Why do we give so much power to the Qt Company when they don't actually own Qt?

The Qt Company (formerly known as Digia and later as Qt Group) does not actually own Qt in the sense of exclusive ownership. Instead, they are the primary entity responsible for the commercial development, distribution, and support of the Qt framework.

Qt, as an open-source framework, remains under the ownership of the Qt Free Foundation, a legal entity established by an agreement between Trolltech (the original creators of Qt) and KDE e.V. (the non-profit organization representing the KDE community). The foundation’s purpose is to ensure that Qt continues to be available as Free Software for the development of open-source projects, including KDE software.

The Qt Company, on the other hand, holds the commercial licensing rights to Qt. They offer commercial licenses to companies that want to use Qt in their proprietary, closed-source applications without adhering to the open-source licensing requirements, such as the GNU Lesser General Public License (LGPL) or the GNU General Public License (GPL).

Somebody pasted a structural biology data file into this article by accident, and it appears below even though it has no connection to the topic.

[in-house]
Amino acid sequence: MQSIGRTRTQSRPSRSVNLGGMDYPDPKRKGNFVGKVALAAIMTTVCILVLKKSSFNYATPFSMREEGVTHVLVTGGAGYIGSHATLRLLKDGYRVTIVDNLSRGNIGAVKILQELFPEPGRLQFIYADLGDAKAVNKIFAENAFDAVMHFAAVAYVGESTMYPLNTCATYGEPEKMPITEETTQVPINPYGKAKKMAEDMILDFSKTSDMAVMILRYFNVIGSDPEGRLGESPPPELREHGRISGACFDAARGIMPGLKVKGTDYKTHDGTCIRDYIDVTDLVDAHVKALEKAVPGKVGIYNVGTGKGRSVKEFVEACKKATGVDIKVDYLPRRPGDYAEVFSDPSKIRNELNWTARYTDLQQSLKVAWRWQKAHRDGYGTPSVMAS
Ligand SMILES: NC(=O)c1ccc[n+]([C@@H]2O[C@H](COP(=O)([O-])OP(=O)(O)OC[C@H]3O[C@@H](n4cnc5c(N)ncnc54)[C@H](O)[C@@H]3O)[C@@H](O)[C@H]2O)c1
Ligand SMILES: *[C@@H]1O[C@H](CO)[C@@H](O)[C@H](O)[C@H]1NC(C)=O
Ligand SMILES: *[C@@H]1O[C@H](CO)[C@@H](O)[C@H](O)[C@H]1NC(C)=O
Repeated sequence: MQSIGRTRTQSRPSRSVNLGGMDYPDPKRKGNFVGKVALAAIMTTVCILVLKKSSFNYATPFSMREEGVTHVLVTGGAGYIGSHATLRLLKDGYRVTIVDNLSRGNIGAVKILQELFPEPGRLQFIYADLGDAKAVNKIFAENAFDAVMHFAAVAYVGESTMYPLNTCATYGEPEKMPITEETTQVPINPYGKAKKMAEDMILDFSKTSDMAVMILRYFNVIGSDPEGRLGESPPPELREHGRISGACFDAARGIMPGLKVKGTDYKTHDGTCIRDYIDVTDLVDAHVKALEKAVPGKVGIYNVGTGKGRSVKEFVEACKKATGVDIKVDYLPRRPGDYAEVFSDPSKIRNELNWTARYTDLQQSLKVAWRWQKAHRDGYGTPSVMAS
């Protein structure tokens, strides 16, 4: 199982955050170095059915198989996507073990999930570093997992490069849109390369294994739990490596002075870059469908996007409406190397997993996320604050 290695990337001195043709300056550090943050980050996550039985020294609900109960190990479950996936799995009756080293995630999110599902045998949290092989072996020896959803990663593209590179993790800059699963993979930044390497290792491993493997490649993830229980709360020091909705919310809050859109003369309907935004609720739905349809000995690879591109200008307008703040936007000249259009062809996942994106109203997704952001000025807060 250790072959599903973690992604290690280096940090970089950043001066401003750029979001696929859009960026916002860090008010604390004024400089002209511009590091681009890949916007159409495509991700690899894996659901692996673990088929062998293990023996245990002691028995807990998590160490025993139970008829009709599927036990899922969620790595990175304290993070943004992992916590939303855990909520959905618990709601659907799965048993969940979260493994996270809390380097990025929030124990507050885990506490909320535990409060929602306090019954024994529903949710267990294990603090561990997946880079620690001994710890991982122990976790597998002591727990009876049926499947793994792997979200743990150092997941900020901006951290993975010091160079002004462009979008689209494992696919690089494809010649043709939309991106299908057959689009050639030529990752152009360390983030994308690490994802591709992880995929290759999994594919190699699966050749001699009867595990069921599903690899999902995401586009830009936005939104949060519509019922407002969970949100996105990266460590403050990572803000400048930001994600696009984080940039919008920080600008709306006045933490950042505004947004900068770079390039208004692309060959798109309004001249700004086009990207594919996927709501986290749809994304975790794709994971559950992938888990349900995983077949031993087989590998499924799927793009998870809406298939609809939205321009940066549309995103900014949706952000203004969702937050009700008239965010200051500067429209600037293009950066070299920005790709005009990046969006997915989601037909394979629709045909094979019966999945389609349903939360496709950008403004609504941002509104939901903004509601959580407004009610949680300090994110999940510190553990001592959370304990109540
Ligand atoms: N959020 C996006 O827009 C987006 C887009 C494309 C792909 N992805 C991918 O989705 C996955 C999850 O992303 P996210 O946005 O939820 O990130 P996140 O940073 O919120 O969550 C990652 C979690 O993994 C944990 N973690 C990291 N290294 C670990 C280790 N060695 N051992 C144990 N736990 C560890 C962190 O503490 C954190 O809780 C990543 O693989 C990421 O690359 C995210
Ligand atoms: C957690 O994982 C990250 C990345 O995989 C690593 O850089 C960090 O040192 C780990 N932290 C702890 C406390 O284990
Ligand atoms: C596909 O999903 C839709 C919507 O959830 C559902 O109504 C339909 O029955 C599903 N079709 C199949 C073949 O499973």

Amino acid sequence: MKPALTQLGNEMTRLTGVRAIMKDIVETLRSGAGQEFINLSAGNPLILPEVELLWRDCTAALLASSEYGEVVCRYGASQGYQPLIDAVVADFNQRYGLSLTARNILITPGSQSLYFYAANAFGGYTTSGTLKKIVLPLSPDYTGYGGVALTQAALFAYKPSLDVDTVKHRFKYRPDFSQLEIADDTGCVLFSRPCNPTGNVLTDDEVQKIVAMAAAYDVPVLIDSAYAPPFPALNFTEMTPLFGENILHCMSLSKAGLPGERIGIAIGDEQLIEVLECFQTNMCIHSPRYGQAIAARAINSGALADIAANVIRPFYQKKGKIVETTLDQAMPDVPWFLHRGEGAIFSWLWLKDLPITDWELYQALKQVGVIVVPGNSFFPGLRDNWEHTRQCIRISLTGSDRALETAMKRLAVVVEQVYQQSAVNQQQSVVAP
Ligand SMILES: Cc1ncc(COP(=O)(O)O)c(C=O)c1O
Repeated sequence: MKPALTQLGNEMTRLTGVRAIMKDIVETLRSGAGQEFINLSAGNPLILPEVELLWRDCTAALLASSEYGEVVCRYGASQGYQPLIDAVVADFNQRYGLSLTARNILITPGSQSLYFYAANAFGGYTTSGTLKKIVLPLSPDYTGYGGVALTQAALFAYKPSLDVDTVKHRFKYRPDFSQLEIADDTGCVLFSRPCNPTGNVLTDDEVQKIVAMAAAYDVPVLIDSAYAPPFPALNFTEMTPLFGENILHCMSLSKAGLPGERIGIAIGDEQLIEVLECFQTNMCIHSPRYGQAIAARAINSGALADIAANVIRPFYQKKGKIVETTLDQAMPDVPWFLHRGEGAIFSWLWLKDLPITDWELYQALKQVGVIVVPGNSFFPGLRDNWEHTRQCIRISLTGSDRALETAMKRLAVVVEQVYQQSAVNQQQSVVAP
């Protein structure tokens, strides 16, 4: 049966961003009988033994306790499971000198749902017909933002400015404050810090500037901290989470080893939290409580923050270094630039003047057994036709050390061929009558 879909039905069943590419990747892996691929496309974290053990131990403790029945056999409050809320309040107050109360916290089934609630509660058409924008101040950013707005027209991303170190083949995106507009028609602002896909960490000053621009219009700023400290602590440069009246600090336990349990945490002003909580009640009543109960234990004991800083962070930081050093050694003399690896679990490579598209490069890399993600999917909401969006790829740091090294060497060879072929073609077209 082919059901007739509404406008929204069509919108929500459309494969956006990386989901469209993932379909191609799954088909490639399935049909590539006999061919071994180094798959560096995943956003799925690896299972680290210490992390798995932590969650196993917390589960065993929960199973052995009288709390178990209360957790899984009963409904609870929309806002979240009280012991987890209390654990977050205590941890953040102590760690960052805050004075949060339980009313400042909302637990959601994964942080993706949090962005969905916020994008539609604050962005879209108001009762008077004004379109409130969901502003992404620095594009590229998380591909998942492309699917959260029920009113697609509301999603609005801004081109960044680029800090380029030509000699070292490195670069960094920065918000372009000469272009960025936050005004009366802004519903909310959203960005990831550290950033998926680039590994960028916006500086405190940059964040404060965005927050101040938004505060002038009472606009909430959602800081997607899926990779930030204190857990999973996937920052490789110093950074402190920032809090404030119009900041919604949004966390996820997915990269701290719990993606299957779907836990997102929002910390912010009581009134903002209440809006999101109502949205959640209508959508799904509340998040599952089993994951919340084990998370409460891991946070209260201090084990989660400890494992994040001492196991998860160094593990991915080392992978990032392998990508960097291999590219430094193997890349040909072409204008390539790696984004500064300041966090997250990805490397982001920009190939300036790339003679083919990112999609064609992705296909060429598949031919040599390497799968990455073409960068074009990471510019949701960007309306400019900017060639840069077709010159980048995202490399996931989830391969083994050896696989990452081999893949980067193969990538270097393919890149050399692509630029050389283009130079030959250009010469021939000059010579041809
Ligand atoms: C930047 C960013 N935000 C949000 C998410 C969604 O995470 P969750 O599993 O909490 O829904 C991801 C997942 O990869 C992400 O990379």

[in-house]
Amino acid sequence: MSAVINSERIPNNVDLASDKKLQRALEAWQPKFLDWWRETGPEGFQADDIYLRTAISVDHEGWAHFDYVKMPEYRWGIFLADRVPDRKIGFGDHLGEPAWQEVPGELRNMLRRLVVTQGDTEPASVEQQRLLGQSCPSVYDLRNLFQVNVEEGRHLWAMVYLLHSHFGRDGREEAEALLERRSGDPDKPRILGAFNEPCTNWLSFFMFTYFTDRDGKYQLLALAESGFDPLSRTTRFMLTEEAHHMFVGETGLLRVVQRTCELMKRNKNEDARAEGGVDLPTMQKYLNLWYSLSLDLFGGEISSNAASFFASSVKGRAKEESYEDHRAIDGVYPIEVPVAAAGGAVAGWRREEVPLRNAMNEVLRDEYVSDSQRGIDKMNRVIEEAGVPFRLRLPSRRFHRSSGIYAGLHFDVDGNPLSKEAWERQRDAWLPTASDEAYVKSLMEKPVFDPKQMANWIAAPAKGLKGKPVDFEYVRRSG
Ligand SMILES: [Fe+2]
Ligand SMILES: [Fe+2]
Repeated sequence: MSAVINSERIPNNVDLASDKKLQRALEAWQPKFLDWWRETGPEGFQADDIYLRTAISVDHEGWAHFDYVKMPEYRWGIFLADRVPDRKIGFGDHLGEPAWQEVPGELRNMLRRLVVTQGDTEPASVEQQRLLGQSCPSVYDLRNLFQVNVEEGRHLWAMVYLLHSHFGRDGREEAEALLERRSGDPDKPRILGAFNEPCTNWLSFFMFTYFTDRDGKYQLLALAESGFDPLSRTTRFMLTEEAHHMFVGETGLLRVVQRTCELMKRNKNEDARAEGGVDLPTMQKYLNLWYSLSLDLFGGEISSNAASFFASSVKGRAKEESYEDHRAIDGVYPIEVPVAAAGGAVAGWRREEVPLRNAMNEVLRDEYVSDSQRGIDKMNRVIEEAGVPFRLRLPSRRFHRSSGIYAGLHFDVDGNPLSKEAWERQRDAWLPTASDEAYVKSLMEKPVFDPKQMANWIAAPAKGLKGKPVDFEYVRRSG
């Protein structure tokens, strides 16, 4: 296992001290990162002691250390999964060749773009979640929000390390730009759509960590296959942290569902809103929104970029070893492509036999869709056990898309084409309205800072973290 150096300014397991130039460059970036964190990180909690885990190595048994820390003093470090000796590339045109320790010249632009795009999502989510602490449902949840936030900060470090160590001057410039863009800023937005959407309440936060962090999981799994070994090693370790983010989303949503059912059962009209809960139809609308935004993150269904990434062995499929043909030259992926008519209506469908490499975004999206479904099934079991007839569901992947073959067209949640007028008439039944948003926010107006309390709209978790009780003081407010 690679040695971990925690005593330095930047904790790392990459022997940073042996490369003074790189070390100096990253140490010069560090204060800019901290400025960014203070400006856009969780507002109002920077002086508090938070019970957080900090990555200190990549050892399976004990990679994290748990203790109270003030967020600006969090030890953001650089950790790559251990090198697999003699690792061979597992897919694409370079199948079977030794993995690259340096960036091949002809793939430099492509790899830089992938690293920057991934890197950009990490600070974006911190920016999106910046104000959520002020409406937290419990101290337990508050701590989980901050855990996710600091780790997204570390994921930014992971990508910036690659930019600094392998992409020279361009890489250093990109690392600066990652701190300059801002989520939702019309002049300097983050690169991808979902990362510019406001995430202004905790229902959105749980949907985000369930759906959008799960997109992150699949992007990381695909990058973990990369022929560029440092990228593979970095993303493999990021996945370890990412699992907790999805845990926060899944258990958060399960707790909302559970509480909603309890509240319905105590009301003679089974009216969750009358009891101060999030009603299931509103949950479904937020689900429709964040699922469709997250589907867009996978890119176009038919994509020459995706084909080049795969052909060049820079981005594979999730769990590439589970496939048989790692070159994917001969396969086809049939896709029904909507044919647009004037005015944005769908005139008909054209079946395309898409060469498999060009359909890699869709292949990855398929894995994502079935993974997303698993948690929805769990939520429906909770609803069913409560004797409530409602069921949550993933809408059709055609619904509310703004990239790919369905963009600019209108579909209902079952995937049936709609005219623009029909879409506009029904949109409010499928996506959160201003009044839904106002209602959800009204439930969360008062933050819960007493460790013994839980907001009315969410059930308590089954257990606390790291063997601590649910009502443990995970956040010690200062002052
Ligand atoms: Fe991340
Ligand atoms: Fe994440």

So, while the Qt Company is a significant contributor to Qt’s development and plays a vital role in its commercialization, they do not have full ownership of Qt itself. The Qt Free Foundation’s license agreement ensures that Qt remains available under open-source licenses, and the foundation has the authority to release Qt under more permissive licenses if certain conditions are not met by the Qt Company.

Why doesn’t the community just develop free and open-source alternatives to their commercial offerings, with the goal of completely undermining their revenue stream and forcing them to sell the rights they hold to Qt back to the community?

Why would anyone do that? Losing Qt (the group/company) would almost certainly spell the death of Qt as we know it. I’m not even sure what “free and open-source alternatives” to their commercial offerings mean, do you mean their commercial modules? Most of their commercial modules are already dual-licensed with GPLv3 so I don’t really see what the issue is there.


Because prior to 2012, when I was personally a KDE developer, we maintained and developed our own branch of Qt, with more than 50% of code contributions coming from the KDE community. The goal was always a BSD-licensed Qt. To suggest that “Losing Qt (the group/company) would almost certainly spell the death of Qt as we know it” is laughable at best. The moment the Qt company fails to satisfy the Qt Free Agreement, Qt would be relicensed under the BSD license. I know for a fact that Google, Microsoft, Autodesk, FreeBSD, and others would jump at the chance to develop Qt under a BSD license.

I was suggesting developing their commercial modules under permissive licenses. Let’s be honest, the GPLv3 is dying. GitHub shows that less than 3% of code on GitHub is GPLv3. The community is actively developing replacements for the GNU components that are left. The new MIT-licensed coreutils is almost complete, and LLVM, libc, and libc++ are not that far off.